Magazine article Management Today

PRP Plus Turns to Minus

Magazine article Management Today

PRP Plus Turns to Minus

Article excerpt

The withdrawal of tax exemption on profit-related pay has left participating employers and employees wondering who or what will plug the gap in wage packets.

'Profit-related pay is now firmly established as part of British businesses' pay policy. It is one of the reasons for our success. More than 3.7 million people are in schemes.... [The tax-exempt scheme] has successfully served its pump-priming purpose.'

Abolishing a scheme for being too successful and popular might seem an odd step for a politician, particularly in the run-up to a general election, but these were the reasons cited by the former chancellor, Kenneth Clarke, when he announced the phasing out of the tax exemption on profit-related pay (PRP) in November 1996.

Launched by Nigel (now Lord) Lawson in the 1987 budget, the government's PRP scheme was intended to strengthen the enterprise culture by allowing people lower down the hierarchy to benefit from company profits. The outgoing rules allow companies to pay up to 20% of salary - or [pounds]4,000 if lower - in the form of a tax-free bonus. In practice this means that a top-rate taxpayer gains up to [pounds]1,600, while someone on the basic rate might net as much as [pounds]960. 'The scheme really was phenomenally attractive,' laughs Ian Nichol, a partner at Coopers & Lybrand. 'In fact it was generous to a fault.'

Predictably, there was no shortage of companies interested in reaping the benefits of the government's munificence - for their employees and for themselves. In its first year, the scheme attracted 145 participants. Word spread among company secretaries and by the end of 1994/5, some 9,425 companies were taking advantage of its terms. A year later the figure was 12,700 and by the time the scheme's abolition was announced, the total was probably nearer to 14,000.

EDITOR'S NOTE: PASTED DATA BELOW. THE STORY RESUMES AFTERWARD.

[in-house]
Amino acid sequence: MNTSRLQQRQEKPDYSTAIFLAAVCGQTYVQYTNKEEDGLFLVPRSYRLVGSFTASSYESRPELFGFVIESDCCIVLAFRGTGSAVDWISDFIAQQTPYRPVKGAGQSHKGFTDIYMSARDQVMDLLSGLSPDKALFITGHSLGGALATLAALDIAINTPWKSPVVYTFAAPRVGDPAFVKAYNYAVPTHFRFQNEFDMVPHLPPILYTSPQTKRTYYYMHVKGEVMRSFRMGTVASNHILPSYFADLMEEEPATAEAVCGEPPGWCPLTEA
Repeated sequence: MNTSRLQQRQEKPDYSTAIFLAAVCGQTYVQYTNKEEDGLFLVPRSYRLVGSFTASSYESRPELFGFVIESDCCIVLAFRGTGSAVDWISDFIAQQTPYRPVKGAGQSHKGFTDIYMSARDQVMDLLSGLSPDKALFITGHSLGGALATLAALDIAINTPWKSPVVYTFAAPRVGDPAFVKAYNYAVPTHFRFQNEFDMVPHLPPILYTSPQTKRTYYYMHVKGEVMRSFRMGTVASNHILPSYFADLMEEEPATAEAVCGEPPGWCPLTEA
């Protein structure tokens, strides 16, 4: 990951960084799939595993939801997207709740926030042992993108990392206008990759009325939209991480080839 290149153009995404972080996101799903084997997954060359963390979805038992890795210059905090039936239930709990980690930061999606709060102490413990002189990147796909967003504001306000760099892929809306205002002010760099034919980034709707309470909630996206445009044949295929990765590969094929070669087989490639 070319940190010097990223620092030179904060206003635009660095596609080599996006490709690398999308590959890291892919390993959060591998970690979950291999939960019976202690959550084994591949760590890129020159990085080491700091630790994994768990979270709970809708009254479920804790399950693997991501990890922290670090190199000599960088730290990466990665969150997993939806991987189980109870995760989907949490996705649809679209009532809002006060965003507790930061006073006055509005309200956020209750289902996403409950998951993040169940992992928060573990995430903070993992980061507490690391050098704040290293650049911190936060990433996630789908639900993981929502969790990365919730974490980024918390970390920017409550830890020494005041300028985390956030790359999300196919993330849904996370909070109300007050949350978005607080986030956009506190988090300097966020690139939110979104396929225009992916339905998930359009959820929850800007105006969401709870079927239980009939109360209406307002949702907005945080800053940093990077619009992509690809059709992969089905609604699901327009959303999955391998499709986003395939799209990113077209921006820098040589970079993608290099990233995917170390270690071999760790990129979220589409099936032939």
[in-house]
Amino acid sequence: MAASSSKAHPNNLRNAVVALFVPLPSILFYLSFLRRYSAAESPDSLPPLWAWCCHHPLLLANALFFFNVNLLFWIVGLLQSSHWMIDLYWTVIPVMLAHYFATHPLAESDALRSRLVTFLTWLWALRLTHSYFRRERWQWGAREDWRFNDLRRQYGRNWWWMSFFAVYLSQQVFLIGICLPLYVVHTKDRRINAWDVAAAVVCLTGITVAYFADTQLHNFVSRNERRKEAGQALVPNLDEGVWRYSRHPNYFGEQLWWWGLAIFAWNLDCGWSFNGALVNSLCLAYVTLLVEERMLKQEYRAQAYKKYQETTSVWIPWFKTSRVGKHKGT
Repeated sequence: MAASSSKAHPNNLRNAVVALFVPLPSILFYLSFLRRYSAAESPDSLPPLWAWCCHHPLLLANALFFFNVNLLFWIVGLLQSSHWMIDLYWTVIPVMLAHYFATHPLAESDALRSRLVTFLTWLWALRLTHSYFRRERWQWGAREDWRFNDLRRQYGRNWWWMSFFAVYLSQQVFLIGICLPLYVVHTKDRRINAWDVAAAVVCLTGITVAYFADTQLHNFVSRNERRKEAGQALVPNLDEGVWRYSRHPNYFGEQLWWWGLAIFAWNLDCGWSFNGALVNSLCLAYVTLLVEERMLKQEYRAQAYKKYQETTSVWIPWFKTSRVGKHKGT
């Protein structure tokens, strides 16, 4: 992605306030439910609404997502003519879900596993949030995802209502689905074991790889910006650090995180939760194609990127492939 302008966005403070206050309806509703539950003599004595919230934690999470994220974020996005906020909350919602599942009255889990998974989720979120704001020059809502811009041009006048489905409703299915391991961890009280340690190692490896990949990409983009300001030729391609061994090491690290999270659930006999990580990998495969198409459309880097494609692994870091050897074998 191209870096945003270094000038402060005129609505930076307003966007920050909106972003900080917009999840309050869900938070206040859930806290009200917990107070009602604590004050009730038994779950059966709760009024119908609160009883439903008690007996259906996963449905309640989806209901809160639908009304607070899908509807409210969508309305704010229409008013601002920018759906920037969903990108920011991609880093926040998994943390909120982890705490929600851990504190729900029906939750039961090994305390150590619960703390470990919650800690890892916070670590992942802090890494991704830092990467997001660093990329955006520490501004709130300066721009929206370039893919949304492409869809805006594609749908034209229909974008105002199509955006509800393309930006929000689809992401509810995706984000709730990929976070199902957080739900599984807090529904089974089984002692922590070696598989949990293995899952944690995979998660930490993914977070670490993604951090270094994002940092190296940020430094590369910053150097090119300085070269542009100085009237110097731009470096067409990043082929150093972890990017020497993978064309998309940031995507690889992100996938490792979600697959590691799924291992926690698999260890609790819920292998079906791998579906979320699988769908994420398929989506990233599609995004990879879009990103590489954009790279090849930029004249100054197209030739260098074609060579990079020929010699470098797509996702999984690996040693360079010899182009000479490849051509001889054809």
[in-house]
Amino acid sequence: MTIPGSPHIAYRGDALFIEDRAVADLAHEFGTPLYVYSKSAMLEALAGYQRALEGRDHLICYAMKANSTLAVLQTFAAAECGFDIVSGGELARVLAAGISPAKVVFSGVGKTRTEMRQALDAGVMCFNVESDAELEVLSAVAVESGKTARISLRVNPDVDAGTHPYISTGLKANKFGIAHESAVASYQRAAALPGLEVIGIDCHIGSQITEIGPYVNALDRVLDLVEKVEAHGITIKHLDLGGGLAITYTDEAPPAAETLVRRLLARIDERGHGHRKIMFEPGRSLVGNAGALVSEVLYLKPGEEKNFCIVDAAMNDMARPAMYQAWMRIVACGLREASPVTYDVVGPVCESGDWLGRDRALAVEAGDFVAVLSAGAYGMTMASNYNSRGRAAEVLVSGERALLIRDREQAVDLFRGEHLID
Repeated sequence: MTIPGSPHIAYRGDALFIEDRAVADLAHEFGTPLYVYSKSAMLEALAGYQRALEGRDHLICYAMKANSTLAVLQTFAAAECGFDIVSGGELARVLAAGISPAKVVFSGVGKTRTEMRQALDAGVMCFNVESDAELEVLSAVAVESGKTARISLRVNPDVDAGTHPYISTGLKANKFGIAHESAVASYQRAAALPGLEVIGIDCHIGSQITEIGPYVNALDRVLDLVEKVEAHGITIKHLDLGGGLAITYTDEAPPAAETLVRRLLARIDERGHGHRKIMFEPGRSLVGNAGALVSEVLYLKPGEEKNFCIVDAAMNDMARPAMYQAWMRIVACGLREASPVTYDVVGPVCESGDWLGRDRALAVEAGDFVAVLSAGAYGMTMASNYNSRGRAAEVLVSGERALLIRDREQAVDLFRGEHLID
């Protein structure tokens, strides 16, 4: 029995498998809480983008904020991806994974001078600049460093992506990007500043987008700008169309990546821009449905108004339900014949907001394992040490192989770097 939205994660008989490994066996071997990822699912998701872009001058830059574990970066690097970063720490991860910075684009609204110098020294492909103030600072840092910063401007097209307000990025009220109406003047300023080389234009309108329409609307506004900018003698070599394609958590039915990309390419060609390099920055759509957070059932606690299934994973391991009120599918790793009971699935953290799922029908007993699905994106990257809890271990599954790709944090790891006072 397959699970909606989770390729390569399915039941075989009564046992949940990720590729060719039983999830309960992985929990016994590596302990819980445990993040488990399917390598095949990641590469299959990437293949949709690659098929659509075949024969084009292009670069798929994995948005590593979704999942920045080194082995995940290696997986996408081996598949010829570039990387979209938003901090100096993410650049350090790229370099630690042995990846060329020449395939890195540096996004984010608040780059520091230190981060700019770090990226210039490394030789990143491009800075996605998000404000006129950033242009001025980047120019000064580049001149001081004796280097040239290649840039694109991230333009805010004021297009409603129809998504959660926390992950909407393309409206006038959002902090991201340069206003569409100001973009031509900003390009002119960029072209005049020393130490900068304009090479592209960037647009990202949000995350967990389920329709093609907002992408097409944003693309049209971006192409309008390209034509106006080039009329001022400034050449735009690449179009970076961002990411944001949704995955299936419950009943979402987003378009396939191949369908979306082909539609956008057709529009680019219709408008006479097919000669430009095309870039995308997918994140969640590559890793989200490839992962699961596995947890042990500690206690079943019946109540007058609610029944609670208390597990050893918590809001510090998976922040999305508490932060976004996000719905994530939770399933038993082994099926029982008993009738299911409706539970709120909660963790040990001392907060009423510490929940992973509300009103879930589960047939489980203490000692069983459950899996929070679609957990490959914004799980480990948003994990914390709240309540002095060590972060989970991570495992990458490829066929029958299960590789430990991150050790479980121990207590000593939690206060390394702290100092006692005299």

But the same generosity that made the scheme so popular is now causing a severe headache for participating companies. Quite who is going to make good the hole left in take-home pay by the withdrawal of tax exemption? If employers make good the shortfall, it could add over 8% to their wages bill. If, on the other hand, they fail to plug the gap, they may alienate some of their most capable staff whose pay will effectively be docked by hundreds or thousands of pounds a year.

For some employers, motivated to join the scheme purely by an altruistic desire to benefit their employees, the answer lies in examining other ways of making up the loss of tax exemption to their employees. But for others, the right course is less clear. These are the companies which were apparently drawn to PRP by the idea of cashing in on their staff's allowance, in effect using their employees' tax break to cut payroll costs. 'Some companies introduced PRP instead of a rise or to subsidise their wages bill,' explains David Ogden, share plans director at pay consultants Sedgwick Noble Lowndes. They achieved this by persuading staff to take a pay cut, or by not increasing pay when a rise was due, and then making good the difference with the tax-free bonus.

According to Cliff Weight of management consultants Hay, the influence of company accountants trying to improve the bottom line is apparent from the chronology of deals: 'Nearly all the early schemes were simply bonuses converted to PRP. These will all have stipulated that if the government removes the tax break, that's not the employer's fault.' He estimates that 60%-70% of later schemes are salary sacrifices, where employees take a pay cut which is replaced by PRP. In these cases employers often split the tax benefits with their employees, sometimes even going so far as to absorb the entire benefit.

All good things come to an end, however, and as the ebullient chancellor sipped his trademark tumbler of whisky, he announced that from 1997/8 the maximum tax-free allowance of [pounds]4,000 would fall to [pounds]2,000 in 1998, [pounds]1,000 in 1999 and disappear completely in the new millennium. …

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